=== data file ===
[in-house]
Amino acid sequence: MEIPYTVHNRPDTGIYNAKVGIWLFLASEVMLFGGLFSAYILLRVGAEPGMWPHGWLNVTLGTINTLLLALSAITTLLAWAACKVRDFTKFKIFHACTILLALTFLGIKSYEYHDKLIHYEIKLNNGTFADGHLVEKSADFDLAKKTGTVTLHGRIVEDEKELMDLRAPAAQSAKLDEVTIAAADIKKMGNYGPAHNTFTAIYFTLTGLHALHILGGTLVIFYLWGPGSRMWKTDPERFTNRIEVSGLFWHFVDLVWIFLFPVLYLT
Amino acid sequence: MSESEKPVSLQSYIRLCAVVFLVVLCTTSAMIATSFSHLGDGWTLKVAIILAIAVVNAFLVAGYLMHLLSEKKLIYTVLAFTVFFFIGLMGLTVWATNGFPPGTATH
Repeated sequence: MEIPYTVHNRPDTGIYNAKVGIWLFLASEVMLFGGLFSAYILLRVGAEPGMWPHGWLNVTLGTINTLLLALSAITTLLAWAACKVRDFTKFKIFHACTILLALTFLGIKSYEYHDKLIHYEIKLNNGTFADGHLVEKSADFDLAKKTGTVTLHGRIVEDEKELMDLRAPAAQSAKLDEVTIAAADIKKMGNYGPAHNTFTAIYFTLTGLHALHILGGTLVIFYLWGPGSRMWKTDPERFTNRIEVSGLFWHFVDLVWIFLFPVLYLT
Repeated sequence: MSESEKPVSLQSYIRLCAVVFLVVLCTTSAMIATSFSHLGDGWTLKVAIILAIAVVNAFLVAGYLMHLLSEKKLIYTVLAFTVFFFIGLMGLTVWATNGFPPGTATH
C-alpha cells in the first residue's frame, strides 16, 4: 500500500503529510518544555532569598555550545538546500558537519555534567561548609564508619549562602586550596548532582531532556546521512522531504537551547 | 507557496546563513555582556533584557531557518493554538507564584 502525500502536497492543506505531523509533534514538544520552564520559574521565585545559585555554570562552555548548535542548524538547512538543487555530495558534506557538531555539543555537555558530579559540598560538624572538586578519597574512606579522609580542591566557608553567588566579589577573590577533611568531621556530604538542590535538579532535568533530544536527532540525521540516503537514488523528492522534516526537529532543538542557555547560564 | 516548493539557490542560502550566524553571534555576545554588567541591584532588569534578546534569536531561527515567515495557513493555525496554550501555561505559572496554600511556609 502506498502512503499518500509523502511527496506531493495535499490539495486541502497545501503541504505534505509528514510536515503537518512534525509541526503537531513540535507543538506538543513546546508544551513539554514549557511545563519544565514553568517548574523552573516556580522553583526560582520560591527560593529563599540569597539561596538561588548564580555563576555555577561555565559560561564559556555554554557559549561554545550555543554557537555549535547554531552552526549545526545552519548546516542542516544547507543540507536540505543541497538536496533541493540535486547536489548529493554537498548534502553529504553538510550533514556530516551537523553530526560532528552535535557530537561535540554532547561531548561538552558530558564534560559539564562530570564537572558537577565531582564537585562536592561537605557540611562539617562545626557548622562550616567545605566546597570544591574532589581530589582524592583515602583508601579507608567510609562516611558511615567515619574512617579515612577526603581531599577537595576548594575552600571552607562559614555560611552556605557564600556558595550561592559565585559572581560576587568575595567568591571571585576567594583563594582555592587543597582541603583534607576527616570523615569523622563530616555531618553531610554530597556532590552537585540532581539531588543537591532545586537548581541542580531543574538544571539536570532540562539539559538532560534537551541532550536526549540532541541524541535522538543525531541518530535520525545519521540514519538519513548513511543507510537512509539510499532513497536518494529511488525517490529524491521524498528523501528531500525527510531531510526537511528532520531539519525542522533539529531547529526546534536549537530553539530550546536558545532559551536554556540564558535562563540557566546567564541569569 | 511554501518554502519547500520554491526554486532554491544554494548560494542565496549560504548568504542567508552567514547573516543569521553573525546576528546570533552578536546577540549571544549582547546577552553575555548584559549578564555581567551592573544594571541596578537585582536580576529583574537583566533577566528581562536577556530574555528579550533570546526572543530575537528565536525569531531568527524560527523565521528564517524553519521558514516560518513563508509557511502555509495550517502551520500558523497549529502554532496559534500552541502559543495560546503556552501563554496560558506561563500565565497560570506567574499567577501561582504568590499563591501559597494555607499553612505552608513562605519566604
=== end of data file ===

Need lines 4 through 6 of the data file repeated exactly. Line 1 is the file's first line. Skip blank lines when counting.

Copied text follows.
Repeated sequence: MEIPYTVHNRPDTGIYNAKVGIWLFLASEVMLFGGLFSAYILLRVGAEPGMWPHGWLNVTLGTINTLLLALSAITTLLAWAACKVRDFTKFKIFHACTILLALTFLGIKSYEYHDKLIHYEIKLNNGTFADGHLVEKSADFDLAKKTGTVTLHGRIVEDEKELMDLRAPAAQSAKLDEVTIAAADIKKMGNYGPAHNTFTAIYFTLTGLHALHILGGTLVIFYLWGPGSRMWKTDPERFTNRIEVSGLFWHFVDLVWIFLFPVLYLT
Repeated sequence: MSESEKPVSLQSYIRLCAVVFLVVLCTTSAMIATSFSHLGDGWTLKVAIILAIAVVNAFLVAGYLMHLLSEKKLIYTVLAFTVFFFIGLMGLTVWATNGFPPGTATH
C-alpha cells in the first residue's frame, strides 16, 4: 500500500503529510518544555532569598555550545538546500558537519555534567561548609564508619549562602586550596548532582531532556546521512522531504537551547 | 507557496546563513555582556533584557531557518493554538507564584 502525500502536497492543506505531523509533534514538544520552564520559574521565585545559585555554570562552555548548535542548524538547512538543487555530495558534506557538531555539543555537555558530579559540598560538624572538586578519597574512606579522609580542591566557608553567588566579589577573590577533611568531621556530604538542590535538579532535568533530544536527532540525521540516503537514488523528492522534516526537529532543538542557555547560564 | 516548493539557490542560502550566524553571534555576545554588567541591584532588569534578546534569536531561527515567515495557513493555525496554550501555561505559572496554600511556609 502506498502512503499518500509523502511527496506531493495535499490539495486541502497545501503541504505534505509528514510536515503537518512534525509541526503537531513540535507543538506538543513546546508544551513539554514549557511545563519544565514553568517548574523552573516556580522553583526560582520560591527560593529563599540569597539561596538561588548564580555563576555555577561555565559560561564559556555554554557559549561554545550555543554557537555549535547554531552552526549545526545552519548546516542542516544547507543540507536540505543541497538536496533541493540535486547536489548529493554537498548534502553529504553538510550533514556530516551537523553530526560532528552535535557530537561535540554532547561531548561538552558530558564534560559539564562530570564537572558537577565531582564537585562536592561537605557540611562539617562545626557548622562550616567545605566546597570544591574532589581530589582524592583515602583508601579507608567510609562516611558511615567515619574512617579515612577526603581531599577537595576548594575552600571552607562559614555560611552556605557564600556558595550561592559565585559572581560576587568575595567568591571571585576567594583563594582555592587543597582541603583534607576527616570523615569523622563530616555531618553531610554530597556532590552537585540532581539531588543537591532545586537548581541542580531543574538544571539536570532540562539539559538532560534537551541532550536526549540532541541524541535522538543525531541518530535520525545519521540514519538519513548513511543507510537512509539510499532513497536518494529511488525517490529524491521524498528523501528531500525527510531531510526537511528532520531539519525542522533539529531547529526546534536549537530553539530550546536558545532559551536554556540564558535562563540557566546567564541569569 | 511554501518554502519547500520554491526554486532554491544554494548560494542565496549560504548568504542567508552567514547573516543569521553573525546576528546570533552578536546577540549571544549582547546577552553575555548584559549578564555581567551592573544594571541596578537585582536580576529583574537583566533577566528581562536577556530574555528579550533570546526572543530575537528565536525569531531568527524560527523565521528564517524553519521558514516560518513563508509557511502555509495550517502551520500558523497549529502554532496559534500552541502559543495560546503556552501563554496560558506561563500565565497560570506567574499567577501561582504568590499563591501559597494555607499553612505552608513562605519566604